Report: Egypt

Muslim Brotherhood secures presidency in early results, military seizes control

Daniel Finnan

The Muslim Brotherhood has secured a marginal victory in Egypt’s presidential election after initial counts on Monday. Early figures give them between 52 and 54 per cent over their rival, former prime minister Ahmed Shafiq. Meanwhile, the country’s ruling military have tightened their grip on executive powers in a new constitutional declaration.


Initial counts overnight give the Freedom and Justice party’s Moursi 52.7 per cent of the vote, according to the Al-Ahram publication. The state-run daily newspaper’s early tabulation puts turnout at around 50 per cent or 21 million.

The Muslim Brotherhood’s own calculations concur with these results. They put Moursi at 52.5 per cent with counting completed at 97 per cent of polling stations.

The Reuters news agency has cited an anonymous electoral commission representative as agreeing with the Brotherhood’s figures, although the official stated that these figures do not reflect official results, as tallying continues.

In other tabulation Moursi takes 54.8 per cent of the vote, according to Iyad El-Baghdadi’s independent online aggregation.

The Muslim Brotherhood announced their victory at a press conference at around 04:00 local time. While their official Twitter account announced that Moursi would take to the iconic Tahrir Square at 06:20 in celebration.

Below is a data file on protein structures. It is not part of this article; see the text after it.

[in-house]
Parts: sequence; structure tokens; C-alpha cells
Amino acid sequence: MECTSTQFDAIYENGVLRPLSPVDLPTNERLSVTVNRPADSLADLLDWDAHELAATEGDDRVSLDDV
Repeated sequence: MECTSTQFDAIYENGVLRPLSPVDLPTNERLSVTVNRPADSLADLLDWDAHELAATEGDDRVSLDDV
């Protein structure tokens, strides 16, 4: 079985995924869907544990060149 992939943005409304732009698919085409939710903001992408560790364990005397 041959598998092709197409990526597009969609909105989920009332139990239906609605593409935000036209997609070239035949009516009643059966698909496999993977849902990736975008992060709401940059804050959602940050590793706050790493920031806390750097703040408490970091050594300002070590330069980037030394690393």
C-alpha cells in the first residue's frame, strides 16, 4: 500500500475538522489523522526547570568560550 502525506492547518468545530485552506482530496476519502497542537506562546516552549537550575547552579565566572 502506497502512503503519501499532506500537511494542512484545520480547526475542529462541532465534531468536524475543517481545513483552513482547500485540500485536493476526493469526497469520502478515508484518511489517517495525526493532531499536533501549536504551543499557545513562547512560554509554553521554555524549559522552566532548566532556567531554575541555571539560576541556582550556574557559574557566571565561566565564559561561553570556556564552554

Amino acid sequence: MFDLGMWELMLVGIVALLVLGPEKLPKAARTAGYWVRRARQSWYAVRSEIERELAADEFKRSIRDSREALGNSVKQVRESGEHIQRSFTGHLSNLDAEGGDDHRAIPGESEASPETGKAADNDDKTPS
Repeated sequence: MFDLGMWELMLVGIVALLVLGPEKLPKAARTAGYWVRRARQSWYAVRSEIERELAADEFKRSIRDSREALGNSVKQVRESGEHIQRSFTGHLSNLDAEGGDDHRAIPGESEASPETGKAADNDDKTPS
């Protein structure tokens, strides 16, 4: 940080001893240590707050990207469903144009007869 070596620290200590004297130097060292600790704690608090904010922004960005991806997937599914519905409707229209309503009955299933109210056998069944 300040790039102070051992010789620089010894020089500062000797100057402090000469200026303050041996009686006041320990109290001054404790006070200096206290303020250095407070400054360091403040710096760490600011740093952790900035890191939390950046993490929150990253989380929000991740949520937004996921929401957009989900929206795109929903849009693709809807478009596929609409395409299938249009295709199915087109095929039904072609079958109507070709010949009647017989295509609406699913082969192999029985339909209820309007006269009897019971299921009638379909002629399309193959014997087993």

RFI has witnessed several hundred Moursi supporters gathered in Tahrir waving Egyptian flags. Traffic has been slowed, but is still moving.

Hosni Mubarak-era minister Shafiq has been quick to dismiss early figures from the Muslim Brotherhood. A spokesperson for Shafiq told Egyptian television that the early figures from Moursi’s camp are “absurd” and amount to “pathetic media manipulation”, according to Al-Ahram.

Dossier: Revolution in Egypt

Meanwhile, as results poured in, Egyptians were still taking stock of a new constitutional declaration announced late on Sunday night in which the ruling military ruling assumed significant executive powers.

In the declaration, the Supreme Council of the Armed Forces (SCAF) said they would decide on all issues relating to itself. Including its leadership and whether it goes to war or not. SCAF will act as both commander-in-chief and defence minister until a new constitution is drafted.

Following the dissolution of parliament by Egypt’s constitutional court SCAF will assume legislative control in its place.

As for the constituent assembly - the body charged with writing the constitution - if there are problems in its formation, SCAF will appoint a new constituent assembly in a week. It will then write a new constitution over three months which will then go to a referendum. With parliamentary elections taking place a month after, if the new constitution is approved.

However, there is also a clause which discusses so-called possible obstacles to Egypt’s revolution, introduced in the constitution. These could be struck down by SCAF, the new president, prime minister or constituent assembly.

There’s already been reaction to the military’s declaration. Human rights activist Hossam Bahgat said the move marked Egypt’s “full transition into a military dictatorship”. Pro-democracy campaigner and former UN nuclear watchdog chief Mohamed ElBaradei called it a “grave setback for democracy and the revolution”.

In their response to the military’s declaration, the Muslim Brotherhood’s parliament speaker Mohamed Saad Katatni called the announcement “null and void”. He said it was not based on any “constitutional legitimacy, principle or procedure”.

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